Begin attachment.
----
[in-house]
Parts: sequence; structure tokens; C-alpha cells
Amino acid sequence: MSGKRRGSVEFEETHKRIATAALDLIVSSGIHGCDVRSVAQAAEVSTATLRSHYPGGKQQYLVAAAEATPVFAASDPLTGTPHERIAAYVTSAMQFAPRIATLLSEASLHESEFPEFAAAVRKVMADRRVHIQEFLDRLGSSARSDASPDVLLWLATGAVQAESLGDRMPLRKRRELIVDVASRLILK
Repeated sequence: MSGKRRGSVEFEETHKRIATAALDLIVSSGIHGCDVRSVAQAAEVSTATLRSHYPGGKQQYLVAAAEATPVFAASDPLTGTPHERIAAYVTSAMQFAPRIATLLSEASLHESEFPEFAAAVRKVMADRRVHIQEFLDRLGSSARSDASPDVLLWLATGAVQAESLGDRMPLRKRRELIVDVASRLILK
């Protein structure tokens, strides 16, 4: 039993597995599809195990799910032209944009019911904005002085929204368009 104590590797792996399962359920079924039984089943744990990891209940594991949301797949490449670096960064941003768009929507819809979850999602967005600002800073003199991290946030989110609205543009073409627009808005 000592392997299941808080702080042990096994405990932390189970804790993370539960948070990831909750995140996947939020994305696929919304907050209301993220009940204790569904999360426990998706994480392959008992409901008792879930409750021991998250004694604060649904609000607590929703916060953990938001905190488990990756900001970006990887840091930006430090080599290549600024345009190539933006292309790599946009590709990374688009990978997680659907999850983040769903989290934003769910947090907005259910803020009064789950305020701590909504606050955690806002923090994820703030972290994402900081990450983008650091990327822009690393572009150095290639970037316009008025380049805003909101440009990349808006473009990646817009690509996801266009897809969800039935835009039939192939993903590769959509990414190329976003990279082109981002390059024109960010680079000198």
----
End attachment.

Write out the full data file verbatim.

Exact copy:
[in-house]
Parts: sequence; structure tokens; C-alpha cells
Amino acid sequence: MSGKRRGSVEFEETHKRIATAALDLIVSSGIHGCDVRSVAQAAEVSTATLRSHYPGGKQQYLVAAAEATPVFAASDPLTGTPHERIAAYVTSAMQFAPRIATLLSEASLHESEFPEFAAAVRKVMADRRVHIQEFLDRLGSSARSDASPDVLLWLATGAVQAESLGDRMPLRKRRELIVDVASRLILK
Repeated sequence: MSGKRRGSVEFEETHKRIATAALDLIVSSGIHGCDVRSVAQAAEVSTATLRSHYPGGKQQYLVAAAEATPVFAASDPLTGTPHERIAAYVTSAMQFAPRIATLLSEASLHESEFPEFAAAVRKVMADRRVHIQEFLDRLGSSARSDASPDVLLWLATGAVQAESLGDRMPLRKRRELIVDVASRLILK
């Protein structure tokens, strides 16, 4: 039993597995599809195990799910032209944009019911904005002085929204368009 104590590797792996399962359920079924039984089943744990990891209940594991949301797949490449670096960064941003768009929507819809979850999602967005600002800073003199991290946030989110609205543009073409627009808005 000592392997299941808080702080042990096994405990932390189970804790993370539960948070990831909750995140996947939020994305696929919304907050209301993220009940204790569904999360426990998706994480392959008992409901008792879930409750021991998250004694604060649904609000607590929703916060953990938001905190488990990756900001970006990887840091930006430090080599290549600024345009190539933006292309790599946009590709990374688009990978997680659907999850983040769903989290934003769910947090907005259910803020009064789950305020701590909504606050955690806002923090994820703030972290994402900081990450983008650091990327822009690393572009150095290639970037316009008025380049805003909101440009990349808006473009990646817009690509996801266009897809969800039935835009039939192939993903590769959509990414190329976003990279082109981002390059024109960010680079000198």